The agreement was reached between the British and Irish governments as well as eight northern Ireland political parties or groups. Three were representative of unionism: the Ulster Unionist Party, which had led unionism in Ulster since the early 20th century, and two small parties linked to loyalist paramilitaries, the Progressive Unionist Party (linked to the Ulster Volunteer Force (UVF) and the Ulster Democratic Party (the political wing of the Ulster Defence Association (UDA). Two of them have been widely described as nationalists: the Social Democratic and Labour Party and Sinn Féin, the Republican party affiliated with the Provisional Republican Army.   Apart from these rival traditions, there were two other assemblies, the Inter-Community Alliance Party and the Northern Ireland Women`s Coalition. There was also the Labour coalition. U.S. Senator George J. Mitchell was sent by U.S. President Bill Clinton to chair the talks between parties and groups.  A copy of the agreement was published in every house in Northern Ireland and the Republic of Ireland so that people could read before holding a referendum to vote. The main themes addressed by Sunningdale and dealt with in the Belfast Agreement are the principle of self-determination, the recognition of the two national identities, intergovernmental cooperation between the British and Ireland and legal procedures for compulsory power-sharing, such as inter-community voting and the D`Hondt system for appointing ministers to the executive.   Former IRA member and journalist Tommy McKearney says the main difference is the British government`s intention to negotiate a comprehensive agreement including the IRA and the most intransigent unionists.  With regard to the right to self-determination, two qualifications are recorded by the writer Austen Morgan.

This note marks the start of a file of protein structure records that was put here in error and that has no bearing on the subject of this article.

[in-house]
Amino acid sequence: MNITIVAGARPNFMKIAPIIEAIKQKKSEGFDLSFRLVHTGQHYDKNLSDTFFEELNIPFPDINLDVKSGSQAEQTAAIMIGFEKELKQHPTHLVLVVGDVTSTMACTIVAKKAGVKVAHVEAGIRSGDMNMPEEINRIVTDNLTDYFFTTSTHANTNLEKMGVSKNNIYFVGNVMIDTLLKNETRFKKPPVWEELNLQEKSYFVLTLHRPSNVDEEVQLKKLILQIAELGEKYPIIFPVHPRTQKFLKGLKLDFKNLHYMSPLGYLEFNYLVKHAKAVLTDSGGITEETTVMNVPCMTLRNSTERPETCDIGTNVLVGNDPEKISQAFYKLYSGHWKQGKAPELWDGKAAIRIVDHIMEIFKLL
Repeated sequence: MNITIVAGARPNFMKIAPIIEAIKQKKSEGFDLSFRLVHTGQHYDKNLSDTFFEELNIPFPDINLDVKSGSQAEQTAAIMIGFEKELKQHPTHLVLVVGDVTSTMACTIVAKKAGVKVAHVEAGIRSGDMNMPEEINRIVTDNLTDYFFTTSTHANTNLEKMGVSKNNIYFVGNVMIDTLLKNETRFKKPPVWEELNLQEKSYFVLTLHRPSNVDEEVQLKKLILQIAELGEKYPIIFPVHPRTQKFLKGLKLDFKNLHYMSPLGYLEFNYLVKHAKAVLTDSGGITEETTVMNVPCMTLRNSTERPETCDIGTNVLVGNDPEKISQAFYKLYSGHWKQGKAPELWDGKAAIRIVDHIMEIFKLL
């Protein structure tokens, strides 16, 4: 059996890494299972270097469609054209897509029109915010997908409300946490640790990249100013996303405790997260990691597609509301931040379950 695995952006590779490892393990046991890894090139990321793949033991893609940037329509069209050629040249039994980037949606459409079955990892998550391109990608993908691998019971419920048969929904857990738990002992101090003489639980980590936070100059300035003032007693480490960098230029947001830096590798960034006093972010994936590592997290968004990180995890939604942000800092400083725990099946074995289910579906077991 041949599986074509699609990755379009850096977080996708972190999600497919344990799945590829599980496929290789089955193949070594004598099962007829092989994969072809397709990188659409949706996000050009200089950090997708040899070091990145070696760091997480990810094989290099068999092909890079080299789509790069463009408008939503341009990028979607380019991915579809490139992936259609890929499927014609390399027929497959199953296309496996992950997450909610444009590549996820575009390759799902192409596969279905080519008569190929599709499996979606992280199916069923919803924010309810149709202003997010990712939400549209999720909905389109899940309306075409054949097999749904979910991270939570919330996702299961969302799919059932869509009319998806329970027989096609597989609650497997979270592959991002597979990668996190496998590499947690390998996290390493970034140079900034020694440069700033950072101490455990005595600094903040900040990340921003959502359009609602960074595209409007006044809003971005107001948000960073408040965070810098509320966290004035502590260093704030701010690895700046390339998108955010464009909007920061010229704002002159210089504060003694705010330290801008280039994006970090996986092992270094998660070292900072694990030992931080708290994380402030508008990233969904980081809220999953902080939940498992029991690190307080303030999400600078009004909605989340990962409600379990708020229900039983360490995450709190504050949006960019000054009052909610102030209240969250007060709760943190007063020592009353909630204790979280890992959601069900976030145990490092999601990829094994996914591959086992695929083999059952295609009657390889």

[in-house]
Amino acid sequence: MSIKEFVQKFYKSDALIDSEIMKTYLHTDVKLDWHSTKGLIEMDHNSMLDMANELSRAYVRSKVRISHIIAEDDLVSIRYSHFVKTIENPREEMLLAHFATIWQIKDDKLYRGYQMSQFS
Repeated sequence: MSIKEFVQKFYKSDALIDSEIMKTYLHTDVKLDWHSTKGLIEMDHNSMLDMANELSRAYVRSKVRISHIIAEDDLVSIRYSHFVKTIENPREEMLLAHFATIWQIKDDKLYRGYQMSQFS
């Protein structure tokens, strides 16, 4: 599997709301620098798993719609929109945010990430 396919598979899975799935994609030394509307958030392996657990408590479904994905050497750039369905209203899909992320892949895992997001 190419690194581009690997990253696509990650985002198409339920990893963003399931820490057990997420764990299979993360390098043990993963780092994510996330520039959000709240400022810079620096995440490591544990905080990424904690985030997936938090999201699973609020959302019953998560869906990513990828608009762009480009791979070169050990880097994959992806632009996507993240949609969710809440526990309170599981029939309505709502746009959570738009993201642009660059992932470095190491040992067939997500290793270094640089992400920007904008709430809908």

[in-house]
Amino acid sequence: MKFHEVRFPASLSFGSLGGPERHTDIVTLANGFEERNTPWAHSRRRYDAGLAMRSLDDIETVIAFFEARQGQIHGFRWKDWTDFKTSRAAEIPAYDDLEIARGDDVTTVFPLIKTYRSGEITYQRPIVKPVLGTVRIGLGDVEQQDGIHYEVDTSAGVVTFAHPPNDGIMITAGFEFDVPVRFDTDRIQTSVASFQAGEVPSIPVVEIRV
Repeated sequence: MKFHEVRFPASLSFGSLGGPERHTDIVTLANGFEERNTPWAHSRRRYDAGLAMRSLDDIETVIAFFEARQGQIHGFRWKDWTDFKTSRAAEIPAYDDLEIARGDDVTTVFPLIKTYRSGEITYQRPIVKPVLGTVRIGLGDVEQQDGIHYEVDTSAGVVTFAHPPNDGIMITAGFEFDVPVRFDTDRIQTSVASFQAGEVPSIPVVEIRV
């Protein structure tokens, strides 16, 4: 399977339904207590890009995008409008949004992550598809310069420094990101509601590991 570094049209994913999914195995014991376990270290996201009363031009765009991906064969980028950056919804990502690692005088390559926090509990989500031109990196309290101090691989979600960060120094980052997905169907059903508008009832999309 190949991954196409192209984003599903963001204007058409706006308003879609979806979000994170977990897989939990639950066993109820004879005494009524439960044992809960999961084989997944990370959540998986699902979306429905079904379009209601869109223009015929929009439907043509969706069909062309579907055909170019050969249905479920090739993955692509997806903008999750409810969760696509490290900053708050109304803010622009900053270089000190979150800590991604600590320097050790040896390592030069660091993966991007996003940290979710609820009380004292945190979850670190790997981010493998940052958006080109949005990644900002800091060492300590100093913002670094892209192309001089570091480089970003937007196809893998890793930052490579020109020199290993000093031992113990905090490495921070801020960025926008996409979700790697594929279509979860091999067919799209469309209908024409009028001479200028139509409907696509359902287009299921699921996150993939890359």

First, the transfer of territory from one state to another must be done through an international agreement between the British and Irish governments. Second, the population of Northern Ireland can no longer be alone in united Ireland; They need not only the Irish government, but also the people of their neighbouring country, Ireland, to support unity. Mr Morgan also pointed out that, unlike the Irish Act 1949 and the Northern Ireland Constitution Act 1973, drawn up under Sunningdale, the 1998 agreement and the resulting British legislation explicitly provide for the possibility of a unified Ireland.  After the marathon negotiations, an agreement was finally reached on 10 April 1998. The Good Friday Agreement was a complex balancing act that reflects the three-strand approach. Within Northern Ireland, it has created a new de-elected assembly for Northern Ireland, calling for executive power to be shared by parties representing both communities. In addition, a new North-South Council of Ministers should be set up to institutionalise the link between the two parts of Ireland. The Irish Government has also committed to amending Articles 2 and 3 of the Constitution of the Republic, which appeal to Northern Ireland, to reflect the aspiration for Irish unity through purely democratic means, while accepting the diversity of identities and traditions in Ireland. Finally, a Council of The Islands should be created that recognises “all relations” within the British Isles, including representatives of both governments, and de-elected institutions in Scotland, Wales and Northern Ireland. Issues of sovereignty, civil and cultural rights, dismantling of arms, demilitarization, justice and police were at the heart of the agreement.